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Israel Seizes 2 Vessels Trying to Run Gaza Blockade

In this video image released by the Israeli Defense Ministry on November 4, 2011, Israeli soldiers on several small military boats appear to board a civilian boat believed to be one of two protest boats trying to violate Israel's blockade of the Gaza Stri

The Israeli Navy has seized two pro-Palestinian activist ships in international waters, as they were trying to break Israel's blockade of the Gaza Strip.

Two boats carrying 27 pro-Palestinian activists tried to run Israel's blockade on Gaza, when they were intercepted by Israeli gunboats on the high seas about 80 miles from their destination.

Israeli commandos boarded the vessels and the activists from nine nations surrendered peacefully. The boats were taken to an Israeli port near Gaza and the passengers will be sent back to their home countries. The ships sailed from Turkey earlier this week.

Timeline: Gaza Blockade

  • June 2007: Hamas takes control of Gaza from the Fatah movement. Israel tightens restrictions on the flow of goods into the territory, citing concerns about Hamas militants gaining access to arms. Egypt seals its border crossing.

  • January 2008: Thousands of Palestinians stream into Egypt after Hamas militants blow up a section of the border.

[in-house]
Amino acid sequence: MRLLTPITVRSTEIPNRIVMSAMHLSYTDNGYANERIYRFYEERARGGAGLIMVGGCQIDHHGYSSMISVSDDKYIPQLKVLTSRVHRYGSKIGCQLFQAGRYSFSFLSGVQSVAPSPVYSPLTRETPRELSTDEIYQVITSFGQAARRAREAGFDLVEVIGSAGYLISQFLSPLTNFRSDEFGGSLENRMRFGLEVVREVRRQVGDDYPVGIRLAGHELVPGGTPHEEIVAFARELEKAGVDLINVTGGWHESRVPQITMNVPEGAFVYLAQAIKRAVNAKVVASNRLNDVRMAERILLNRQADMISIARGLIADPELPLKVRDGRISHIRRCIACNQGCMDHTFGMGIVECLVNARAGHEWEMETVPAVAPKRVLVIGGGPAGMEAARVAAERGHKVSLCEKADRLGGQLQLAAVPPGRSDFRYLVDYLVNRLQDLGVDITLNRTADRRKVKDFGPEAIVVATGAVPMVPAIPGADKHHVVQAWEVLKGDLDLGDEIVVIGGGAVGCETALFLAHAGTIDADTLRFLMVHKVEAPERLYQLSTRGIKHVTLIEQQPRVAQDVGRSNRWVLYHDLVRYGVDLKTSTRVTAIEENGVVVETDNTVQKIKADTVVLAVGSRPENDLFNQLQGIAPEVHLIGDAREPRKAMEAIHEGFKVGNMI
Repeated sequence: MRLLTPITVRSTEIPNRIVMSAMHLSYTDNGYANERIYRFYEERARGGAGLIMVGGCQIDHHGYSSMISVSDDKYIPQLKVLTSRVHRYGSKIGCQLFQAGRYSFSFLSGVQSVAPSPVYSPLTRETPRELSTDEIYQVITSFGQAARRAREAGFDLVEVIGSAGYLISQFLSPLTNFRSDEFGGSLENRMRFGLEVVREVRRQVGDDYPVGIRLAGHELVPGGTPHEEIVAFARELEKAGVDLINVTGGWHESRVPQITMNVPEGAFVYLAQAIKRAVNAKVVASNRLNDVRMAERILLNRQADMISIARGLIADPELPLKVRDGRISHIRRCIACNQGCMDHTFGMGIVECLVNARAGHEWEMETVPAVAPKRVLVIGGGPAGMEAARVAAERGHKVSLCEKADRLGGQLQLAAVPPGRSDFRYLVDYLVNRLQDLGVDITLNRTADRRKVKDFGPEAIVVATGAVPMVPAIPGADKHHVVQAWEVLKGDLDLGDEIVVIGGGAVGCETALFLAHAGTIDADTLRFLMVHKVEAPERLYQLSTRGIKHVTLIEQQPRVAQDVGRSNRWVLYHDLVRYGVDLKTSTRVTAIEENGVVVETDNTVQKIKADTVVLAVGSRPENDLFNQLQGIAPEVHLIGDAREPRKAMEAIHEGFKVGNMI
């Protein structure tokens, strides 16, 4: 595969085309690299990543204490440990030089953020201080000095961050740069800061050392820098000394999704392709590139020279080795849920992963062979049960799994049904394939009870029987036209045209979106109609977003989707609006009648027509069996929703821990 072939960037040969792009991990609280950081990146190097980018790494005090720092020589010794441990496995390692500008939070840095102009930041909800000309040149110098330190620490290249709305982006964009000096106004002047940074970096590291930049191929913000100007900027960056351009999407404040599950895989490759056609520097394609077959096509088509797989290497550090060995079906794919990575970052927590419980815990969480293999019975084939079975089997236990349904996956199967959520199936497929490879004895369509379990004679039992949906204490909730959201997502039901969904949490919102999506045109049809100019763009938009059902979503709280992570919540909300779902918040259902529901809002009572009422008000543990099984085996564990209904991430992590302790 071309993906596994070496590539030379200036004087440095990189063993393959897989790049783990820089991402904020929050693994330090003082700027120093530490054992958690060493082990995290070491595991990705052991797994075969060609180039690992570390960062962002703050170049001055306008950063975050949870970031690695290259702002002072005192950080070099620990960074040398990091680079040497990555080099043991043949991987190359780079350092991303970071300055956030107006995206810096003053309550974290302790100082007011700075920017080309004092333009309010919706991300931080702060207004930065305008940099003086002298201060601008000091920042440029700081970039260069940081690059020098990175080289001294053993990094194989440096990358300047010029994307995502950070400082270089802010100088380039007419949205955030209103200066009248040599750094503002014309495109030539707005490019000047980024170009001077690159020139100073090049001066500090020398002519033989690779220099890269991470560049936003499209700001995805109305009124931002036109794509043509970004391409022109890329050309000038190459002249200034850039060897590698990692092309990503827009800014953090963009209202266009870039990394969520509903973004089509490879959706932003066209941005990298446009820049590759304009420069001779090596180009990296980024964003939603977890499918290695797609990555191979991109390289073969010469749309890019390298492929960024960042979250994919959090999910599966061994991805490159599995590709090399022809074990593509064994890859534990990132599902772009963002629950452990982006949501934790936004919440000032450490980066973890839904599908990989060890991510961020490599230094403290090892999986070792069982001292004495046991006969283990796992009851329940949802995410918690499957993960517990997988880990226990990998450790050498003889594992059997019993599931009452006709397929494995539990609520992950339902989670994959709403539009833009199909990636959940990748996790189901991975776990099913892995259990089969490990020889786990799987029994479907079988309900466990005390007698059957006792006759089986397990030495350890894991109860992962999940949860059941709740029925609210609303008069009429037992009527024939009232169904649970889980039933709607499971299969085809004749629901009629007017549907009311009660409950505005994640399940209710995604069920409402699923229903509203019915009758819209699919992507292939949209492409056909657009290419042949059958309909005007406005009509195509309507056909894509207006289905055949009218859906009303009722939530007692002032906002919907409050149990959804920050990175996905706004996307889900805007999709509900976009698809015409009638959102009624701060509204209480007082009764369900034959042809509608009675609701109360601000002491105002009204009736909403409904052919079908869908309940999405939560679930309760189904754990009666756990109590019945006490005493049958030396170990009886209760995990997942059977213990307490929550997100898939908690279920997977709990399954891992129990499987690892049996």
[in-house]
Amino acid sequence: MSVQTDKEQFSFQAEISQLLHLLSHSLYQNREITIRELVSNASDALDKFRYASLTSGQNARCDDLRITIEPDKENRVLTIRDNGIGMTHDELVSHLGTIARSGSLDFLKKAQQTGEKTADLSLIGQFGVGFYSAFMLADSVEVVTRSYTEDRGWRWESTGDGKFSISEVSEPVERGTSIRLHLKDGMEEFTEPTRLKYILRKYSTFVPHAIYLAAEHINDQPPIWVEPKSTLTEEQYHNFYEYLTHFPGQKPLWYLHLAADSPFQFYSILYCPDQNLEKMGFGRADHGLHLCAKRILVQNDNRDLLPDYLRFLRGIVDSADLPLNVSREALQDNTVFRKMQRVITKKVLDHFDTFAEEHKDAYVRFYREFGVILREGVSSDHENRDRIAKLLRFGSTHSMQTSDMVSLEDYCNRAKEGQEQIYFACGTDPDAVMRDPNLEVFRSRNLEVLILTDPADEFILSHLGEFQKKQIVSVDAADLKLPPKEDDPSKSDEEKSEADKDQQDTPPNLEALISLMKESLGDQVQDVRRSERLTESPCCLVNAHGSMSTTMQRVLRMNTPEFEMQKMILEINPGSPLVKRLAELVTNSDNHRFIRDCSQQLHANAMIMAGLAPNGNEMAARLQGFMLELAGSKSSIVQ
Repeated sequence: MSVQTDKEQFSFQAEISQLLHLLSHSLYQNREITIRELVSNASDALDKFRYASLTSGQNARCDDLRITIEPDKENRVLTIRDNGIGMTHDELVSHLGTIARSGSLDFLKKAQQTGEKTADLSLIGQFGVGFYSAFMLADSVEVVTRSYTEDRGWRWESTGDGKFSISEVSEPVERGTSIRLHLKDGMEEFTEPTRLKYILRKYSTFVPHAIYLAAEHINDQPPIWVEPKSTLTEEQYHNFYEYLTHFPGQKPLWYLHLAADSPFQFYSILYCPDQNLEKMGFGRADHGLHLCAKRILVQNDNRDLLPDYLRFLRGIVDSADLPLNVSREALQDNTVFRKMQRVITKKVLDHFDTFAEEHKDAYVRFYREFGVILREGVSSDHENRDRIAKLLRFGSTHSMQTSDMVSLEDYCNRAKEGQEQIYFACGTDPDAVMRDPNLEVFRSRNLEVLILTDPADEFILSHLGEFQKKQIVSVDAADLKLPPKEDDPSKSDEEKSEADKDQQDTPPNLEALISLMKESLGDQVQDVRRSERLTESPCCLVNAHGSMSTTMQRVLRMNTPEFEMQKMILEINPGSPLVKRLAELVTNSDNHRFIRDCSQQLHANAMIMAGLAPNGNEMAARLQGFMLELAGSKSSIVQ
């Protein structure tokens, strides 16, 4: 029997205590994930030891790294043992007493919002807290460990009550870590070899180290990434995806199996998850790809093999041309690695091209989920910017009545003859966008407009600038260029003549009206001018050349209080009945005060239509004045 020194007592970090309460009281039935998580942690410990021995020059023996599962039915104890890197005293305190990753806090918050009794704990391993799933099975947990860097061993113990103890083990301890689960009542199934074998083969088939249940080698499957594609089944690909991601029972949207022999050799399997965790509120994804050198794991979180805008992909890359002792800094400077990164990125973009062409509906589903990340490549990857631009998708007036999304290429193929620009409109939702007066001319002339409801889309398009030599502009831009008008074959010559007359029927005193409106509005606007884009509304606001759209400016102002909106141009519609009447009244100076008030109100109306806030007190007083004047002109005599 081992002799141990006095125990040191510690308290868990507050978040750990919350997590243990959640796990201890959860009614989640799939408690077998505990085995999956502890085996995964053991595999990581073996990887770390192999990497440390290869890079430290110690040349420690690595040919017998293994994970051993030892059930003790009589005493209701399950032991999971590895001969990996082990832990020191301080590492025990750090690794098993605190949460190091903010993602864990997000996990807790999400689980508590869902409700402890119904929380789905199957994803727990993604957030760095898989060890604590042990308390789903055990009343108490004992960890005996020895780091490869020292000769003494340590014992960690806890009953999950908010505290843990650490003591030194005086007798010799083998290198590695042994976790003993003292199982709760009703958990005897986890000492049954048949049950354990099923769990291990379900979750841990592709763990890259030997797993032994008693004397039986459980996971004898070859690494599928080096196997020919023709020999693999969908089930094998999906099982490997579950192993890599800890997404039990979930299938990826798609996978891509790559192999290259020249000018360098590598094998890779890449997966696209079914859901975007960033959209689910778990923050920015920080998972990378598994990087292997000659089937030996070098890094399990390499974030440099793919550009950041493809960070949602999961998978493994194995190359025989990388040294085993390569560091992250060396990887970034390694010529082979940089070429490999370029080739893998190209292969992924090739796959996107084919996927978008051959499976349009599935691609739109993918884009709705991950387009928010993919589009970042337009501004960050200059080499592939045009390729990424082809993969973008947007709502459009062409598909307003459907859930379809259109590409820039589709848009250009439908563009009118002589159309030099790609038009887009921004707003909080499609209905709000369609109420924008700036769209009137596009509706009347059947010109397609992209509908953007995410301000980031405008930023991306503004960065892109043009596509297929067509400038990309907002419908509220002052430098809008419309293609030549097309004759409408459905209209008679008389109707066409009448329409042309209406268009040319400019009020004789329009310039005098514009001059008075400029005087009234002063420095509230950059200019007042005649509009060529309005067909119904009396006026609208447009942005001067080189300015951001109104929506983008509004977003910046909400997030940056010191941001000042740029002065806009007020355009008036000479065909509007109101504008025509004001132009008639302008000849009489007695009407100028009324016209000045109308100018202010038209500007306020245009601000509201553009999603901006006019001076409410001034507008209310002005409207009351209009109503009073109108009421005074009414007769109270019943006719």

• May 2010: Israeli commandos storm a Turkish-led aid flotilla. Nine pro-Palestinian activists are killed.

  • June 2010: Israel eases its land blockade of Gaza in response to international outrage over deadly raid.

  • June 2010: Egypt temporarily opens its Rafah crossing to allow humanitarian aid into Gaza.

  • May 2011: Egypt's new military rulers announce re-opening of Rafah crossing in effort to "end the divisions among Palestinians and finalize their national reconciliation." The decision, in general, allows Palestinians with passports to cross.

  • November 2011: Vessels carrying 27 pro-Palestinian activists sail from Turkey, face confrontation with Israeli navy ships

Activists say the Israeli blockade is illegal and immoral and amounts to the imprisonment of 1.4 million Palestinians in Gaza. Canadian David Heap, who was on board, said the message must get out despite the risks.

"The critical need for us is to keep challenging; and in all of that activity and all of that turmoil not forget that the Palestinians of Gaza are under blockade and don't have their freedom of movement," he said.

Israeli spokesman Yigal Palmor says Gaza is controlled by a Palestinian terror group, and therefore, the flotilla is an unnecessary provocation.

"The naval blockade is intended to prevent the terror organization Hamas from supplying itself with rockets and weapons. Any attempt to break that blockade is a cynical mockery of the plight of those innocent [Israeli] civilians who need to live with the horror of the rockets, day in-day out," he said.

The apparent end of the incident without violent confrontation is in sharp contrast to an Israeli commando raid on a Gaza aid flotilla last year in which nine Turkish activists were killed. The bloodshed sparked international outrage.

In Gaza City, Hamas Prime Minister Ismail Haniyeh urged the flotillas to keep coming. "Your message has been delivered whether you make it [to Gaza] or not," Haniyeh said. He added that "the siege is unjust and must end," he said.

Another Hamas official described the Israeli interception of the boats as an act of "piracy" but Israel remains resolute in enforcing the blockade.

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